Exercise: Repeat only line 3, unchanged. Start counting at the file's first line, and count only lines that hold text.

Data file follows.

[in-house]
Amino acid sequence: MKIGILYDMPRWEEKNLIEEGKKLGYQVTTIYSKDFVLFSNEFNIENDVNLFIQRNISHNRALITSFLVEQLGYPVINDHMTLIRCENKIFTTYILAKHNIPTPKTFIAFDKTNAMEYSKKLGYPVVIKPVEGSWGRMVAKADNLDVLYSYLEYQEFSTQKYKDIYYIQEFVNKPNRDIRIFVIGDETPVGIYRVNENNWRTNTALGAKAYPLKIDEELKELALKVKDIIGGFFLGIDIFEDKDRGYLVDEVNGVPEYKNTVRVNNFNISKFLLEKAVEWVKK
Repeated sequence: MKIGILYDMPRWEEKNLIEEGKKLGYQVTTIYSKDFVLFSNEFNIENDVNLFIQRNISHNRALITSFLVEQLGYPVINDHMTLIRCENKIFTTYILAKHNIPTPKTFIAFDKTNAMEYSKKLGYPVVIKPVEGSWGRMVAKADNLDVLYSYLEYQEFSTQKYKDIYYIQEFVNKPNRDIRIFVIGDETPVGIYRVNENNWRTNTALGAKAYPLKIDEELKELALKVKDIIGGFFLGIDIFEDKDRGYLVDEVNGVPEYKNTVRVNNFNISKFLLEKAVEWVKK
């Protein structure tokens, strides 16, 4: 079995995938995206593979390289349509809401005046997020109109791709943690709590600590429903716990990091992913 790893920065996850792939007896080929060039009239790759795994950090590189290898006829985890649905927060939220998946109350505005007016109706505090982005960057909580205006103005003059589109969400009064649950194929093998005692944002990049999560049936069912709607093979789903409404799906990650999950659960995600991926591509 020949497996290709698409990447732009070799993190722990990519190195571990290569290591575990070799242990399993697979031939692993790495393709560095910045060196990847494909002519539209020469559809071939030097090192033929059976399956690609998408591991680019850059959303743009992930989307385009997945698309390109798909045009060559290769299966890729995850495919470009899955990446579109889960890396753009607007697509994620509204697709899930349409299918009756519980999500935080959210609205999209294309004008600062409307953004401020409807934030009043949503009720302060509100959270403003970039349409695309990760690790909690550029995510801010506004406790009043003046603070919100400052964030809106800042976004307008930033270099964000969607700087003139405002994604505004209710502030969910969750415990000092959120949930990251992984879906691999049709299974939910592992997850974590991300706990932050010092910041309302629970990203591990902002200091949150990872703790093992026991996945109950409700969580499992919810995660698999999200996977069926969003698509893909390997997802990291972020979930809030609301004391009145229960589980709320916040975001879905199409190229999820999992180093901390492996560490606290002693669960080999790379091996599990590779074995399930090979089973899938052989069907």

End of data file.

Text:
Repeated sequence: MKIGILYDMPRWEEKNLIEEGKKLGYQVTTIYSKDFVLFSNEFNIENDVNLFIQRNISHNRALITSFLVEQLGYPVINDHMTLIRCENKIFTTYILAKHNIPTPKTFIAFDKTNAMEYSKKLGYPVVIKPVEGSWGRMVAKADNLDVLYSYLEYQEFSTQKYKDIYYIQEFVNKPNRDIRIFVIGDETPVGIYRVNENNWRTNTALGAKAYPLKIDEELKELALKVKDIIGGFFLGIDIFEDKDRGYLVDEVNGVPEYKNTVRVNNFNISKFLLEKAVEWVKK